Health Services Research

PV QA 3 - Poster Viewing Q&A 3

TU_41_3001 - The Downstream "Halo" Effect of a Proton Therapy Center on an Academic Medical Center

Tuesday, October 23
1:00 PM - 2:30 PM
Location: Innovation Hub, Exhibit Hall 3

The Downstream “Halo” Effect of a Proton Therapy Center on an Academic Medical Center
J. Remick1, A. M. Chhabra1, S. M. Bentzen2, C. B. Simone II3, E. M. Nichols3, M. Suntharalingam4, and W. F. Regine Jr5; 1Department of Radiation Oncology, University of Maryland Medical Center, Baltimore, MD, 2Greenebaum Comprehensive Cancer Center and Department of Epidemiology and Public Health, University of Maryland School of Medicine, Baltimore, MD, 3Department of Radiation Oncology, University of Maryland School of Medicine, Baltimore, MD, 4University of Maryland, Baltimore, MD, 5University of Maryland School of Medicine, Baltimore, MD

Purpose/Objective(s): To evaluate downstream effects of a proton center (PC) on a radiation oncology (RO) department and academic medical center (AMC). We hypothesized the opening of our PC would increase AMC and photon RO patient care activity, expand research funding and enhance residency education.

Materials/Methods: The impact of a new PC on patient care volume/revenue, education and research funding were evaluated from fiscal year 2015 (FY15) through FY 2017 (FY17). Relative value units (RVU) per FY were used to assess total activity at our main AMC RO photon and our departmental RO Community Based Centers (CBCs). The time period was chosen to include 1 year prior (FY15) to the PC opening through last completed FY (FY17). Data was obtained from institutional grant office and hospital patient tracking/billing systems for main campus AMC and our two CBCs with PC faculty members. To determine the effect on the AMC, we reviewed the electronic medical record (EMR) for all patients seen at PC where consults were initiated in November 2015 (n=1,173). In order to isolate first point of entry into the AMC through PC, patients were excluded if the date of entry into the AMC EMR pre-dated their first visit at PC/if referred by an AMC faculty physician (n= 612).

Results: A total of 561 patients met inclusion criteria. Of these, 31% were self-referred, 31% were referred from within state and 38% referred from out of state. The most common referring specialties were RO (36%), medical oncology (15%) and urology (8%). The most common primary diagnoses were prostate (29%), CNS (14%) and breast (12%). Interventional or RO procedures at the AMC were performed for 18% and 5% of patients, respectively. AMC medical oncology and surgical referrals were provided to 13% and 5% of patients, respectively. Inpatient admission or emergency room visits occurred in 7% and 5% of patients, respectively. These patients generated total AMC hospital charges of $2.38 million and total AMC professional collection of $767,328. From FY16-FY17 total treatment fractions at our PC increased from 1,656 to 12,380. From FY15-FY17, fractions and RVUs at AMC RO decreased by 14% and 5%, respectively. From FY15-FY17, fractions at our two CBCs increased by 2% and 19%, and RVUs increased by 4% and 27%. Overall, combined photon (AMC and CBCs) daily fractions and RVUs decreased 0.2% and increased 5%, respectively. Resident educational experience demonstrated an increase in pediatric and prostate case volume from 29 and 44 in FY15 to 38 and 144 in FY17, respectively (our AMC is in close proximity to a large Urology owned RO center). Regarding proton therapy related research, 17 grant applications totaling $13.36 million to NIH (6), non-NIH federal (6) and other potential funding agencies (5) were submitted, with 6 grants already awarded totaling $3.26 million.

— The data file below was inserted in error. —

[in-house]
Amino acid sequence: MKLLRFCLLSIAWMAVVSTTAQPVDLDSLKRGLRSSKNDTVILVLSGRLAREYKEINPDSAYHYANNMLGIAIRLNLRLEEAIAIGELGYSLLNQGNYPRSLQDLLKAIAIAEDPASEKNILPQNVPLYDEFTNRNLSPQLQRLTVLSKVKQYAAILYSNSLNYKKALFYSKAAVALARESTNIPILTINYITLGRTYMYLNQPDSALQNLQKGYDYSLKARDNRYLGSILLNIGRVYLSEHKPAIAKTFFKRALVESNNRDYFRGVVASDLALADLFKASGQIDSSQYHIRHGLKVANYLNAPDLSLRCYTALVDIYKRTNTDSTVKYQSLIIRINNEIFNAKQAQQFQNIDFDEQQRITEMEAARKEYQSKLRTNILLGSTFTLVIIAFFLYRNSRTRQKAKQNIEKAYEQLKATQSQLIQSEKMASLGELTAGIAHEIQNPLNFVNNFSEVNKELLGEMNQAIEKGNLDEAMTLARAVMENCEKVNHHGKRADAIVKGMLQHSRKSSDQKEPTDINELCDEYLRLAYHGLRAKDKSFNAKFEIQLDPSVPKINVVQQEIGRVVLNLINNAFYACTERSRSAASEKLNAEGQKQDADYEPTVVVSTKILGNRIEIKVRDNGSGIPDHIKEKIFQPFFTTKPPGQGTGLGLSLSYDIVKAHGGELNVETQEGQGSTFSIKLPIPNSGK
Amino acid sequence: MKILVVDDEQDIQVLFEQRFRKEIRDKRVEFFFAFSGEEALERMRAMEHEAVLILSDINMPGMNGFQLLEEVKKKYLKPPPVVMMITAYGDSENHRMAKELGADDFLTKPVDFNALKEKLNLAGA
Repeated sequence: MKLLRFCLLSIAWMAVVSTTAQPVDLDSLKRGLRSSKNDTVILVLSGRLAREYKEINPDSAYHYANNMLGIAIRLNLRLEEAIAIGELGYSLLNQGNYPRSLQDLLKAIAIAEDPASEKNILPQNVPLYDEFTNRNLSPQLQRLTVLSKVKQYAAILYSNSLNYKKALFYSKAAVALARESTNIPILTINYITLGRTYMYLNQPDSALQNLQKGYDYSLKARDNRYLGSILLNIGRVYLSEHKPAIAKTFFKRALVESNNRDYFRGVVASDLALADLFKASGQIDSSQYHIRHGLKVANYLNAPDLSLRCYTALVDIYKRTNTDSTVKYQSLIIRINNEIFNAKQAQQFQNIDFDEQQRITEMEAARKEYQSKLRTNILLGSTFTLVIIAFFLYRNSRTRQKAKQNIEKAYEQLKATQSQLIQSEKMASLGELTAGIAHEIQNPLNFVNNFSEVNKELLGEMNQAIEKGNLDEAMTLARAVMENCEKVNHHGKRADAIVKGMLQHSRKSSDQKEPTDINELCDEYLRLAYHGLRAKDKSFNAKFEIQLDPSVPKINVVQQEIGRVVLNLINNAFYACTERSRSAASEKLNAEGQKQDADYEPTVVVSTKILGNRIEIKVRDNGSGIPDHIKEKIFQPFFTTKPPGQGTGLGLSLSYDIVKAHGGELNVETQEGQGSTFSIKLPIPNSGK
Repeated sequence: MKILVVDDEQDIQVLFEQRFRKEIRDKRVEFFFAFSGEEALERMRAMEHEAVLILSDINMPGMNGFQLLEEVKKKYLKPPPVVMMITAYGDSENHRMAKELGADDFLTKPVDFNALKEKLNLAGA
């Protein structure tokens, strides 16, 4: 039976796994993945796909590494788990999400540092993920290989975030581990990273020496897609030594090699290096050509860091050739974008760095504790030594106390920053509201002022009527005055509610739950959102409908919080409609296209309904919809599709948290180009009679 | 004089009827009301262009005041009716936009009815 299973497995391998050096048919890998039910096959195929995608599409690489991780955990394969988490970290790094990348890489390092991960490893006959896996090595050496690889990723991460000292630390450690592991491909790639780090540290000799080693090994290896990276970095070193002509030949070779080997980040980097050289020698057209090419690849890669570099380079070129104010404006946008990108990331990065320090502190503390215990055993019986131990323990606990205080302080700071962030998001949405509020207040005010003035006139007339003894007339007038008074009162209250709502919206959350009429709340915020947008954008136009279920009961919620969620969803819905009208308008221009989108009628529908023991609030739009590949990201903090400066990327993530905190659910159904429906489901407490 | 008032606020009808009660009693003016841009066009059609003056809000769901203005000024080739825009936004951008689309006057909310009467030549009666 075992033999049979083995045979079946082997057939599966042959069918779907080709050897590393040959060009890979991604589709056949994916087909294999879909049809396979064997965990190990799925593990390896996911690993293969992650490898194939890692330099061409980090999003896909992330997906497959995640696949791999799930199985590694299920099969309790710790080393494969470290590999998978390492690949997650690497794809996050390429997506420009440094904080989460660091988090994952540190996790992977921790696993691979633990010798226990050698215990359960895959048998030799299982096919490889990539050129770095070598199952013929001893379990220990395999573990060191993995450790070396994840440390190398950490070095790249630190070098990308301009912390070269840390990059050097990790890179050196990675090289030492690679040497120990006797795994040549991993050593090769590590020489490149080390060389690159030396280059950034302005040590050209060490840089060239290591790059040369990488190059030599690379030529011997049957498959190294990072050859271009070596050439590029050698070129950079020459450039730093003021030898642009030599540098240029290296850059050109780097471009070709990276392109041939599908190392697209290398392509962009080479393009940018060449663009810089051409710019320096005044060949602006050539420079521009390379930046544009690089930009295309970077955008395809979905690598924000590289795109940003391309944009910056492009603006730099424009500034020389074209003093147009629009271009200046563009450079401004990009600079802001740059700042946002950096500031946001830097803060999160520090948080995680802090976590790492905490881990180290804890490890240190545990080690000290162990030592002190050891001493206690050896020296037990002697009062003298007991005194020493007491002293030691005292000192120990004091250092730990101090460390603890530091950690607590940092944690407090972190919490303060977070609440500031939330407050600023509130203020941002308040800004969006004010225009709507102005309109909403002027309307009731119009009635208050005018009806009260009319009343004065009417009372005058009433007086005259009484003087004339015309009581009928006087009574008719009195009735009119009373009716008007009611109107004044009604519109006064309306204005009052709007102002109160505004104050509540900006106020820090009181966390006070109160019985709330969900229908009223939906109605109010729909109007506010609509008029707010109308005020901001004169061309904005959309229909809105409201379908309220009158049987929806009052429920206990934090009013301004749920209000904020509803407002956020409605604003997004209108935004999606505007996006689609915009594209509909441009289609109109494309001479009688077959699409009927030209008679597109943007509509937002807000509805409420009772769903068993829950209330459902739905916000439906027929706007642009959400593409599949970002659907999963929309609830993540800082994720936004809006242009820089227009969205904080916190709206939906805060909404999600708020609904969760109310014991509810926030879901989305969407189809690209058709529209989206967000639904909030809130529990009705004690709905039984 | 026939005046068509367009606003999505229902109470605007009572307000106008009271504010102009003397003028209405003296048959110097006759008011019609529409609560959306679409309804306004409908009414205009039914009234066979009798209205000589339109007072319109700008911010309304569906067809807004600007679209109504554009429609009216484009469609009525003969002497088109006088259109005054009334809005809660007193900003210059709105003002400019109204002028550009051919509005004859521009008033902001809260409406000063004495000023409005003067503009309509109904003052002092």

Conclusion: Despite a slight decline in our AMC RO RVUs, there has been a positive downstream halo effect associated with our PC that has benefited our overall AMC, RO department, educational and funded research experiences.

Author Disclosure: J. Remick: None. A.M. Chhabra: None. S.M. Bentzen: Travel Expenses; University of Copenhagen. C.B. Simone: Employee; Nemours/Alfred I. duPont Hospital for Children. Chair, Executive Council; Chair, Lung Committee; Proton Collaborative Group (PCG). Editor-in-Chief; Annals of Palliative Medicine. Chair, Lung Resource Panel; American Society for Radiation Oncology. E.M. Nichols: Clinical Director; Department of Radiation Oncology. M. Suntharalingam: President and CEO; University of Maryland Medical Center. W.F. Regine: Honoraria; Varian. Patent/License Fees/Copyright; GammaPod. Chairman; UMMC, SOM.

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